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Great Crested Grebe - BirdForum Opus

P. c. cristatus
Photo © by nigel pye
Rutland Water, England, April 2005
Podiceps cristatus


P. c. cristatus, adult non-breeding
Photo © by Chris Upson
River Orwell, Ipswich, Suffolk, UK, January 2009

Length 46–61 cm (18-24 in), wingspan 59-73 cm, weight 600-1500 g

  • Largest Old World grebe
  • Long neck
  • Long bill, blackish in summer, pinkish in winter

Adult breeding

P. c. australis, adult breeding
Photo © by Neil
Maitland, New South Wales, Australia, February 2010
  • Dark greyish brown above
  • White below
  • Rufous to dark brown flanks
  • Black crown and crest
  • Ear coverts form facial ruff, chestnut tipped with black
  • Black lores
  • Face, chin, throat and foreneck white
  • Black hindneck
  • Grey sides of neck
  • Red iris
  • Olive-green to yellow legs

Adult Non-breeding

  • Facial ruff and crest lost and become much duller and greyer
  • Black cap
  • Neck mostly white, with narrow dark line down rear side
  • Flanks white to pale brownish


African and Australasian birds show less seasonal variation, only attaining winter plumage for a short period if at all.


Similar to non-breeding adult, but has striped head


P. c. infuscatus, adult breeding
Photo © by CollinBax
Cape Town, South Africa, April 2011

Shows bold white scapulars and leading and trailing edges to wing.


A widespread Old World grebe breeding in Eurasia, Africa and Australasia.


Breeds across most of the continent from Iberia and the British Isles eastwards ranging north to central parts of Sweden and Finland and south to the Mediterranean coast and Turkey. Range extends eastwards across Asia to China and locally in Japan but absent from most of Arabia, India and south east Asia.


Breeds, or formerly bred, at a few scattered localities in the north in Morocco, Algeria and Tunisia but more widespread, although discontinuously, south of the Sahara. Breeds in Ethiopia, Kenya and Tanzania, and in the south in Namibia and South Africa.


P. c. cristatus, chick
Photo © by AlanR
Pittville Park, Gloucestershire, UK, September 2008

Range is confined mainly to the east in central an southern Queensland, New South Wales and southern South Australia, but also occurs in Tasmania and the south-western corner of Western Australia. In New Zealand occurs on South Island and most numerous in South Westland.

Resident in western Europe but migratory to the north and east and more widespread around the Mediterranean, Black and Caspian Seas in winter. East Asian birds winter in southern Japan and southern China. African and Australian birds are resident, or nomadic following rainfall and avoiding areas affected by drought.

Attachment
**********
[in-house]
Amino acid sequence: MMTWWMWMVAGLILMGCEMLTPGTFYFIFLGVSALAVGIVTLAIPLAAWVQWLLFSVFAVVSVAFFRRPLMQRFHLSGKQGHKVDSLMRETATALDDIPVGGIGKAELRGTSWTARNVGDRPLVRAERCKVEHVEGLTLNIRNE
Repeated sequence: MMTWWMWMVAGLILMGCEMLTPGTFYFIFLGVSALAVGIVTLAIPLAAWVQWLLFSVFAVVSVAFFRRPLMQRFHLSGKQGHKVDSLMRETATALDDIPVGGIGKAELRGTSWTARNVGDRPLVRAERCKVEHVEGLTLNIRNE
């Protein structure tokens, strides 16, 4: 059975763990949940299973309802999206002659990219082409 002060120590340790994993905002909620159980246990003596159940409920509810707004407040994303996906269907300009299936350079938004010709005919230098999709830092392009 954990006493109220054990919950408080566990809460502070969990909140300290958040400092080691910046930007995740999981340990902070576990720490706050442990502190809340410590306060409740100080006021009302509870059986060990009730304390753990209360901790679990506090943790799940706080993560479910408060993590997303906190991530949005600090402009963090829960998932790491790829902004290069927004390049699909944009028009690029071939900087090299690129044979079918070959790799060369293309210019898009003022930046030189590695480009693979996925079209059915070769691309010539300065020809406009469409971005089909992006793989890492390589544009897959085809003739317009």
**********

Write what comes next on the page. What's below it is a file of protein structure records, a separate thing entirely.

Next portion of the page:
Winter plumage, subspecies cristatus
Photo © by Joe52
Bournemouth, Hampshire, December 2017

Three subspecies are usually recognised[1]:

  • P. c. cristatus:
  • P. c. australis:
  • P. c. infuscatus:
  • Sub-saharan Africa. Smaller and with darker flanks, and lacks white over eye.


Fresh or rarely brackish waters, usually medium-large with emergent vegetation, often on artificial reservoirs and gravel pits. May move to estuaries, sheltered bays and coastal inlets in winter.

East African birds breed mainly on mountain lakes.



Breeds April-September in Europe, throughout the year in Africa, and November-January in Australia.

Courtship display is lengthy, elaborate and involves paired dancing and ritualised gift-giving of bits of plant matter.

Nest is a heap of vegetation in reedbeds, sometimes anchored to emergent plants or on the bottom in shallow water.

Eggs: 4 (sometimes 3-6), white initially soon becoming stained (55 x 37mm, in Australia 50 x 35mm). Incubated by both sexes for 25-26 days. Young tended by both sexes, independent at 42 days but may remain with parents for up to 72 days. Single- or double-brooded.


Fish and aquatic insects and their larvae, crustaceans and molluscs caught in 30 second dives.


A range of barking, trumpeting, wailing and growling calls


Click on image to see full size


  1. Clements, J. F., T. S. Schulenberg, M. J. Iliff, D. Roberson, T. A. Fredericks, B. L. Sullivan, and C. L. Wood. 2018. The eBird/Clements checklist of birds of the world: v2018. Downloaded from http://www.birds.cornell.edu/clementschecklist/download/
  2. Handbook of the Birds of the World Alive (retrieved February 2016)

Recommended Citation

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